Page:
Nada Grocery

Talking trash.

It’s the last Friday of the month at Patagonia in Kitsilano, and Nada Grocery is setting up its monthly shop. Baked goods are ready to be devoured, massive Mason jars are filled to the brim with tasty bulk goods, and scales are set to weigh it all. Sure, this pop-up store has all the qualities that a regular grocer would have, but at Nada, it’s BYOC: bring your own container.

Formerly known as Zero Waste Market, Nada believes in food. Real food. Food without absurd labels, ingredients you can’t pronounce, and unnecessary packaging. If stopping in to stock up on delicious locally sourced products, all Nada wants you to do is get creative and bring in whatever containers you have at home: jars, plastic bags, coffee cups, even your very own hands will do the trick (and don’t worry, if this step is forgotten, reusable containers are available on location for shopping needs). “We don’t want people to be buying things if they already have something they can use,” says Alison Carr, chief operating officer of Nada. “As nice as it is to have a really pretty pantry, the aesthetic doesn’t matter. It’s more about using what you have.”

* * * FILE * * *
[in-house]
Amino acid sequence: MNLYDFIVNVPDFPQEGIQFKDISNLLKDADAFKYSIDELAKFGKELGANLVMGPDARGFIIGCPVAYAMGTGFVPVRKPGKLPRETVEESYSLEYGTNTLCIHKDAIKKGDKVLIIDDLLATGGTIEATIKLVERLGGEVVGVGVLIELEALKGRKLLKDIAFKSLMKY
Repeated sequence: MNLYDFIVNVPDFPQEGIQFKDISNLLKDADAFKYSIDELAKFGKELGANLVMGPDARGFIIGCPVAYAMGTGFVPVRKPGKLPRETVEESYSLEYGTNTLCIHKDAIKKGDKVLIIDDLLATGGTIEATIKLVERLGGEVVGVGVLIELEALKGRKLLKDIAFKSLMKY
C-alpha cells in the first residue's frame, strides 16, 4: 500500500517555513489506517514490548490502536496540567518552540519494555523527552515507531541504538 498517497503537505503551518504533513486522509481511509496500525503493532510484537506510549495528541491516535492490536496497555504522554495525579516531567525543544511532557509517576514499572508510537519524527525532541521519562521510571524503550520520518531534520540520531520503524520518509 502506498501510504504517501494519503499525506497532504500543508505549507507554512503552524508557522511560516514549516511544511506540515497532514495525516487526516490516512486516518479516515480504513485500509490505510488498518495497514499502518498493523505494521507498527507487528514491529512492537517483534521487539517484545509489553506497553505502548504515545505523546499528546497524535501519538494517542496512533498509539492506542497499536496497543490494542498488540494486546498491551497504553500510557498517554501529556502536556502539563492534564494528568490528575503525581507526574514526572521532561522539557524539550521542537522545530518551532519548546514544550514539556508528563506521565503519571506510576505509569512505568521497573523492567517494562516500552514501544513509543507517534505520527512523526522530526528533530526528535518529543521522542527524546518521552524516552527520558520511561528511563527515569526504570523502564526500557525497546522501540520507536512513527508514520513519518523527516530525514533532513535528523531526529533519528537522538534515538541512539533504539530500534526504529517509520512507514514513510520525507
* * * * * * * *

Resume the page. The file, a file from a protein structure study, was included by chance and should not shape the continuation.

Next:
Nada’s goal is simple: empower shoppers to decrease food waste. It began with an idea Brianne Miller had when she was working as a marine mammal observer in Northern Quebec, studying the creatures as they approached construction sites. Although she found herself in remote waters, watching some of the animal kingdom’s most majestic animals, Miller couldn’t help but notice an extraordinary amount of plastic in the water everywhere she went. It wasn’t until she moved to Vancouver, however, that she began to execute the concept that is now Nada.

At the pop-up joined by her playful Hawaiian Airedale puppy, Miller lights up when asked about her mission to reduce food waste and plastic pollution. Chewing on a bright yellow piece of dried pineapple supplied by the Gathering Place Trading on Cortes Island, Miller explains that all products are sourced ethically with a conscious effort to support local, small, Indigenous-led, and female-led businesses. “You know where your food is coming from, how old it is, how fresh it is,” she says of the close relationship she has with her suppliers. “We’re cutting out the middle stuff.” Both Miller and Carr applaud Vancouver for becoming a relatively conscious city. They note that the majority of people who walk into the 100 per cent package-free grocer immediately understand the concept and are open to changing their relationship with food. “The reception has been amazing,” Carr says. While it began hosting pop-up shops, Nada has plans for a brick and mortar shop of its own, due to open in 2018 at Broadway and Fraser.

“We’re trying to be as accessible and open as possible. We don’t want to seem really extreme, that’s not our thing,” Carr says as she watches two members of the Nada team help shoppers weigh their bulk goods. “We’re just trying to inspire people as much as possible and help them participate in whatever way they can.”

The drill is clear-cut: come as you are.


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September 20, 2017